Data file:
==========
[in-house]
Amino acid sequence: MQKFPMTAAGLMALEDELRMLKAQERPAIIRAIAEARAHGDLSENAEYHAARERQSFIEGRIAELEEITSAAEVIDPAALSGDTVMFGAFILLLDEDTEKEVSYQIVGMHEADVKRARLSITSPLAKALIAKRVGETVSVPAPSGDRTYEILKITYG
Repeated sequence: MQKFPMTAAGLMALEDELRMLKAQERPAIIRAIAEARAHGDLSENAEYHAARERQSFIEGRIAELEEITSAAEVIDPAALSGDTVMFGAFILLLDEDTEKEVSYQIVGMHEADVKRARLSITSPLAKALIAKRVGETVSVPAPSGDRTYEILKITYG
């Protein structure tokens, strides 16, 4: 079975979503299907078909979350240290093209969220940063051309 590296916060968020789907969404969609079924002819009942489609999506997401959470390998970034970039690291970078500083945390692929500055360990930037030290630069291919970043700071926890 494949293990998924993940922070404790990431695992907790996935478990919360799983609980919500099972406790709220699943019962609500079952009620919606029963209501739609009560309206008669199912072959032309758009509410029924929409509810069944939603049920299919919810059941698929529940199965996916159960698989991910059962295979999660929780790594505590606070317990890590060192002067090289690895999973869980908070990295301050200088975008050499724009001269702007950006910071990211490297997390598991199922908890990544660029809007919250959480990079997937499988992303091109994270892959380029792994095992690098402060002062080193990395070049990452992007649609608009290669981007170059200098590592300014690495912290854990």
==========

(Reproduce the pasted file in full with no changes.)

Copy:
[in-house]
Amino acid sequence: MQKFPMTAAGLMALEDELRMLKAQERPAIIRAIAEARAHGDLSENAEYHAARERQSFIEGRIAELEEITSAAEVIDPAALSGDTVMFGAFILLLDEDTEKEVSYQIVGMHEADVKRARLSITSPLAKALIAKRVGETVSVPAPSGDRTYEILKITYG
Repeated sequence: MQKFPMTAAGLMALEDELRMLKAQERPAIIRAIAEARAHGDLSENAEYHAARERQSFIEGRIAELEEITSAAEVIDPAALSGDTVMFGAFILLLDEDTEKEVSYQIVGMHEADVKRARLSITSPLAKALIAKRVGETVSVPAPSGDRTYEILKITYG
């Protein structure tokens, strides 16, 4: 079975979503299907078909979350240290093209969220940063051309 590296916060968020789907969404969609079924002819009942489609999506997401959470390998970034970039690291970078500083945390692929500055360990930037030290630069291919970043700071926890 494949293990998924993940922070404790990431695992907790996935478990919360799983609980919500099972406790709220699943019962609500079952009620919606029963209501739609009560309206008669199912072959032309758009509410029924929409509810069944939603049920299919919810059941698929529940199965996916159960698989991910059962295979999660929780790594505590606070317990890590060192002067090289690895999973869980908070990295301050200088975008050499724009001269702007950006910071990211490297997390598991199922908890990544660029809007919250959480990079997937499988992303091109994270892959380029792994095992690098402060002062080193990395070049990452992007649609608009290669981007170059200098590592300014690495912290854990």